The workshop comprised three facets: theory, practice and lastly the presentation of participants’ work on case studies which they had to perform during the workshop. All tsunami features, from generation to coastal flooding, including concepts of risk management (mitigation, assessment and warning) were outlined at the start of the workshop. Historical data on tsunamis and more specifically the impact of the 2004 Indian Ocean tsunami on the coasts of the Union of the Comoros was examined. This was followed by a presentation of long ocean wave propagation equations and their digital modelling by the MOST method. The second day of the workshop addressed all the features of the ComMIT interface, how to use the locally installed server containing the different sources of the Makran and Indian Ocean region, and how to construct different nested grids. Each participant then worked on a case study on which a formal presentation was made, during which we took note of their quick grasp of the ComMIT/MOST modelling tool.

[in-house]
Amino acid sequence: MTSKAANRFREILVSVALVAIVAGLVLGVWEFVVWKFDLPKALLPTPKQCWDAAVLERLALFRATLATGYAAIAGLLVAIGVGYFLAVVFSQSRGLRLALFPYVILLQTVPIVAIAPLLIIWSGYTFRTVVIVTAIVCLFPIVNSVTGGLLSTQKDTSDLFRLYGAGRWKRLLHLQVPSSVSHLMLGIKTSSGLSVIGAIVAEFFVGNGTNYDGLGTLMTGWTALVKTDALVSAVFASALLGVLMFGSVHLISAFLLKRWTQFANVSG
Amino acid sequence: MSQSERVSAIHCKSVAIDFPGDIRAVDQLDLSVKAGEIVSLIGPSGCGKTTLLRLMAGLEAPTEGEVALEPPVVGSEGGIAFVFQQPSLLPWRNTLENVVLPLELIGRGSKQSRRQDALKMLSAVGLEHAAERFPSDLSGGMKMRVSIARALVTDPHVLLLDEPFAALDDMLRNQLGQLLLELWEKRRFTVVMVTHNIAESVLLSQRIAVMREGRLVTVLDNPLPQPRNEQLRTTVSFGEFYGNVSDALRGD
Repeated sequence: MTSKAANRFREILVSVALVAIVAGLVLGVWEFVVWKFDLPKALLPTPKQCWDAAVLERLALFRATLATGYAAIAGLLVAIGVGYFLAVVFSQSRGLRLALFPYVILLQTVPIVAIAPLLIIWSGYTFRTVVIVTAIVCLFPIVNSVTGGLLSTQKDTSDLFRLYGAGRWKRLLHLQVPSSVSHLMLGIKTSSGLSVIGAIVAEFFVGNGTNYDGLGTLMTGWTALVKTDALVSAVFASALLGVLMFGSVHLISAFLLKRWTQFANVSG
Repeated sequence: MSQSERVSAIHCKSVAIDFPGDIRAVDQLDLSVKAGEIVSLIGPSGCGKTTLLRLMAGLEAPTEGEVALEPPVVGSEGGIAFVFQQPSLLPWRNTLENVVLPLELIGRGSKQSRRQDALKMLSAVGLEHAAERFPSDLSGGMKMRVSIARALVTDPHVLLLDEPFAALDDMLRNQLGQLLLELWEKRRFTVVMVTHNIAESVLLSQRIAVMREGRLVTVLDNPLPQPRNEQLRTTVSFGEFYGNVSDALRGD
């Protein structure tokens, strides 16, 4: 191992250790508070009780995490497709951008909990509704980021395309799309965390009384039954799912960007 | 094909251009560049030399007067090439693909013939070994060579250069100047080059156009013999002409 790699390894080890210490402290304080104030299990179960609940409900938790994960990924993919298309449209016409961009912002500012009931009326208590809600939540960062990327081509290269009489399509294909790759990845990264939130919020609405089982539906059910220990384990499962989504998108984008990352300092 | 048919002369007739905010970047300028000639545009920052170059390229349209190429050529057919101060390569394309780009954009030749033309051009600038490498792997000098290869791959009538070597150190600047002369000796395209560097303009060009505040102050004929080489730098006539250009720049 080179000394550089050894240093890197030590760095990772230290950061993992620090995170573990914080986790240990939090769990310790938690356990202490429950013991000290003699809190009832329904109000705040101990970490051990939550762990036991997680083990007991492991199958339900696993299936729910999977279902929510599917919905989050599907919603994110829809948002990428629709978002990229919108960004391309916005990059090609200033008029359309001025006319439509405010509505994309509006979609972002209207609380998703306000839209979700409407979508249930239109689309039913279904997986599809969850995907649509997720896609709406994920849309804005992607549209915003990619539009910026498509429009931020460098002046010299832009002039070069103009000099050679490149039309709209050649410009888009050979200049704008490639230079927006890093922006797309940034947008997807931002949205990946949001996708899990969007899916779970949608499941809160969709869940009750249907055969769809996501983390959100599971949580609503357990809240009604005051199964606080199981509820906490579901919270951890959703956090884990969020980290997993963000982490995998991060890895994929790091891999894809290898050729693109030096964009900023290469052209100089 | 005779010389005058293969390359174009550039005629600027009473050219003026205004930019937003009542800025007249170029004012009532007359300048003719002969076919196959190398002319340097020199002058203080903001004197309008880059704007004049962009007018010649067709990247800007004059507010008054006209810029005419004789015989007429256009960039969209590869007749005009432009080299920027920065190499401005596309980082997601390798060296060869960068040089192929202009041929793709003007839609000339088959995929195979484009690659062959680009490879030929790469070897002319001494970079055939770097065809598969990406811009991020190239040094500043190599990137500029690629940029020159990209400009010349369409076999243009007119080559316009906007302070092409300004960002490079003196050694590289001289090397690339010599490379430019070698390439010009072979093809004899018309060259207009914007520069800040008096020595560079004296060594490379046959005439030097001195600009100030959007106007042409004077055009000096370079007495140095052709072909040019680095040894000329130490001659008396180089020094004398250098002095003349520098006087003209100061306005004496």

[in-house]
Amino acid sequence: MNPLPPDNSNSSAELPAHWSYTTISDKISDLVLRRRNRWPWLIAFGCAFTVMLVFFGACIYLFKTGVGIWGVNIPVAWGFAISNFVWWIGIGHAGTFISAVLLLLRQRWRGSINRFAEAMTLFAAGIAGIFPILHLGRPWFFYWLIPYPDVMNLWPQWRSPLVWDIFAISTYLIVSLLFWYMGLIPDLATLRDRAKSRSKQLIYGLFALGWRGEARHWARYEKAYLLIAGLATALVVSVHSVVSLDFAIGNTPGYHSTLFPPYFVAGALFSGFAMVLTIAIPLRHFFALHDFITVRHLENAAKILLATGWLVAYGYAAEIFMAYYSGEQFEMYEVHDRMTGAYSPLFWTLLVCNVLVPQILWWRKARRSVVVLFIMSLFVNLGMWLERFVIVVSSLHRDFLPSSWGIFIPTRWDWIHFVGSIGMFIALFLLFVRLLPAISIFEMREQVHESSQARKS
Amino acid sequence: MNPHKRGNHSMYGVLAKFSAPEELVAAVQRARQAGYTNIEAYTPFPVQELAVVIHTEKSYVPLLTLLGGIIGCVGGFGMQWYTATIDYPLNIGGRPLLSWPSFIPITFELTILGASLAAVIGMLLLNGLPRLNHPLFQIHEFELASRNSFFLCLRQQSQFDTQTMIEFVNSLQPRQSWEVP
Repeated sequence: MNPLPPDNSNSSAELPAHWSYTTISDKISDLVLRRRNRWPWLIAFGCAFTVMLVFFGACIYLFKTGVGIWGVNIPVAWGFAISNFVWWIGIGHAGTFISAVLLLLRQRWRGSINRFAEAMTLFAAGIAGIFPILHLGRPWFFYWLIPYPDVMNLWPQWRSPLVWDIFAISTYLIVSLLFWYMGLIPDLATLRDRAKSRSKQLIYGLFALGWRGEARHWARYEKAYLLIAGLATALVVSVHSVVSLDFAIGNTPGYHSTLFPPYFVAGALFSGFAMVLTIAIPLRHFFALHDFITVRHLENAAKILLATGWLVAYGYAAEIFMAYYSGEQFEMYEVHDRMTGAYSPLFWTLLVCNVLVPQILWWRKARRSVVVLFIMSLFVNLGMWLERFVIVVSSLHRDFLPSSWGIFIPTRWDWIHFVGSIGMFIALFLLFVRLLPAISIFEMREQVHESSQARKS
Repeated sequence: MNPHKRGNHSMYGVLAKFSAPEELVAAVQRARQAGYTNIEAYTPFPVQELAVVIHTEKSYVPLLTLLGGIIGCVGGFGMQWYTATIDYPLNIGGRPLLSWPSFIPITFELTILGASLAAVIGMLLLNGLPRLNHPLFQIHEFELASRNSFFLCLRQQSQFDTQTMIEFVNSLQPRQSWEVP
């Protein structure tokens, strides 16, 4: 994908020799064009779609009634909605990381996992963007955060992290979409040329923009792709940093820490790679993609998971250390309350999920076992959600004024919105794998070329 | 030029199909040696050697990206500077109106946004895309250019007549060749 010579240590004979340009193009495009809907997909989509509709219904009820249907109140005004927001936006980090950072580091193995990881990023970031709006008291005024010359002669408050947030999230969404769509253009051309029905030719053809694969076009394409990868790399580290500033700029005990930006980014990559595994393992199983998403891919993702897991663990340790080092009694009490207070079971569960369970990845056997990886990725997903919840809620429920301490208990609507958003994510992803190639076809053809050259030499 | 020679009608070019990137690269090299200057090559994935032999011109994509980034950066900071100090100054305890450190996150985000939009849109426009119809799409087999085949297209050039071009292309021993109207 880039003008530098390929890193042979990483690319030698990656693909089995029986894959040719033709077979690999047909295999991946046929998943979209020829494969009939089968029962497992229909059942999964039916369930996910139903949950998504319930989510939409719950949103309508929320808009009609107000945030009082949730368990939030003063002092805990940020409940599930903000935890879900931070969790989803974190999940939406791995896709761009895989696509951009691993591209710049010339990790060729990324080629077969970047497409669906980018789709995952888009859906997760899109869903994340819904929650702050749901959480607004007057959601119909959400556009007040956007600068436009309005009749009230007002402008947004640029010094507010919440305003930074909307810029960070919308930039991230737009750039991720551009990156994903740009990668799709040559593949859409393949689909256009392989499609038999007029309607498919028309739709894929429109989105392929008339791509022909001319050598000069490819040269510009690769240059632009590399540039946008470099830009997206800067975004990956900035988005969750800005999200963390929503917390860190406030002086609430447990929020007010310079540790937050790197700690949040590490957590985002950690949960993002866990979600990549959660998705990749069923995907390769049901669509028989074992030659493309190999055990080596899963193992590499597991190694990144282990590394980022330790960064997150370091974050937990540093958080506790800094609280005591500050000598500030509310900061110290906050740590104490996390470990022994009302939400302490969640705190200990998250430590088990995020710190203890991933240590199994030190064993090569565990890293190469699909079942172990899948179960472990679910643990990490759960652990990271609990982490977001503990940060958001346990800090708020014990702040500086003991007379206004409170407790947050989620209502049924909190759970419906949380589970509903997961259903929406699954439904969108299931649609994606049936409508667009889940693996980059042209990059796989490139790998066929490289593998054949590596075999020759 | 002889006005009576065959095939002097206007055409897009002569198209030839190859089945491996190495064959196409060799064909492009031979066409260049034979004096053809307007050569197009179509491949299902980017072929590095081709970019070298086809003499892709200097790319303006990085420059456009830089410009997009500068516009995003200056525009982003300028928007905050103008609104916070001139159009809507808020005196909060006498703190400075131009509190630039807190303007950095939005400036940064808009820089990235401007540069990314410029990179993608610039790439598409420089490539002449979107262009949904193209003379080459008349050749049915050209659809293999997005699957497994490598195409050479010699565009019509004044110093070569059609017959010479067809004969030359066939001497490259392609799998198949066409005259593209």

All participants expressed the need to strengthen and increase their command of this tool in order to use it in specific tsunami risk assessment projects for the Union of the Comoros.

Regional workshop on Standard Operating Procedures for tsunami warning and emergency response for East African and Western Indian Ocean countries

sops ds

A regional training workshop on tsunami warning and emergency response SOPs for East African and Western Indian Ocean countries was held at the Blue Pearl Hotel in Dar es Salaam, Tanzania, 15-19 November.  The workshop was attended by 22 participants from 8 countries: Comoros, Kenya, Mauritius, Mozambique, Seychelles, South Africa, Tanzania and Yemen.  The trainers were:  Tony Elliott and Masahiro Yamamoto from UNESCO IOC, Dr Laura Kong (ITIC) and Amir Mohyuddin (NDMA, Pakistan).